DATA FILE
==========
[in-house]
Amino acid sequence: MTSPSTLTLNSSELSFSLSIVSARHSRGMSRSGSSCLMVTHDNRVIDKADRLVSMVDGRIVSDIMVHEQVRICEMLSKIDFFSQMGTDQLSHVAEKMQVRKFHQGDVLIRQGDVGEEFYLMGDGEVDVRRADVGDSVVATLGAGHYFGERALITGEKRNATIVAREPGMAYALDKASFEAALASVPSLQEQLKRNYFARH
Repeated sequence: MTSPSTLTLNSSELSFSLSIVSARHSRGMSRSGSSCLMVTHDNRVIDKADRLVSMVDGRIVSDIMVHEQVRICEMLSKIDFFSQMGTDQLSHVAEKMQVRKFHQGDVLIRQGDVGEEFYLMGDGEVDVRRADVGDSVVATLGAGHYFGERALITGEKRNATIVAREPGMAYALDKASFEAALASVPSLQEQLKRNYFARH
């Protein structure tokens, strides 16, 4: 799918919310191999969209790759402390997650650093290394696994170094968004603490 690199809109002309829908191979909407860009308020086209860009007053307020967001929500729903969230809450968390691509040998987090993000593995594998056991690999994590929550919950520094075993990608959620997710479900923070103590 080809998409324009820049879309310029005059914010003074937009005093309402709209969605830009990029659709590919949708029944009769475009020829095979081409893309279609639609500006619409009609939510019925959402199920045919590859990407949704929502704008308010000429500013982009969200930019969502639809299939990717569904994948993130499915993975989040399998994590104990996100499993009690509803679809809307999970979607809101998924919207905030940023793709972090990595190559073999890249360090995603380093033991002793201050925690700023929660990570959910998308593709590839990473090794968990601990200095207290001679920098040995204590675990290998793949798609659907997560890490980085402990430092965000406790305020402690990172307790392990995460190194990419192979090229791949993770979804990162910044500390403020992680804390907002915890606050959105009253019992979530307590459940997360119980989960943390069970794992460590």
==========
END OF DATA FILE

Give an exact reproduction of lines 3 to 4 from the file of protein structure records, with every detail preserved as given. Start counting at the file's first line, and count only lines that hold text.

Repeated sequence: MTSPSTLTLNSSELSFSLSIVSARHSRGMSRSGSSCLMVTHDNRVIDKADRLVSMVDGRIVSDIMVHEQVRICEMLSKIDFFSQMGTDQLSHVAEKMQVRKFHQGDVLIRQGDVGEEFYLMGDGEVDVRRADVGDSVVATLGAGHYFGERALITGEKRNATIVAREPGMAYALDKASFEAALASVPSLQEQLKRNYFARH
């Protein structure tokens, strides 16, 4: 799918919310191999969209790759402390997650650093290394696994170094968004603490 690199809109002309829908191979909407860009308020086209860009007053307020967001929500729903969230809450968390691509040998987090993000593995594998056991690999994590929550919950520094075993990608959620997710479900923070103590 080809998409324009820049879309310029005059914010003074937009005093309402709209969605830009990029659709590919949708029944009769475009020829095979081409893309279609639609500006619409009609939510019925959402199920045919590859990407949704929502704008308010000429500013982009969200930019969502639809299939990717569904994948993130499915993975989040399998994590104990996100499993009690509803679809809307999970979607809101998924919207905030940023793709972090990595190559073999890249360090995603380093033991002793201050925690700023929660990570959910998308593709590839990473090794968990601990200095207290001679920098040995204590675990290998793949798609659907997560890490980085402990430092965000406790305020402690990172307790392990995460190194990419192979090229791949993770979804990162910044500390403020992680804390907002915890606050959105009253019992979530307590459940997360119980989960943390069970794992460590």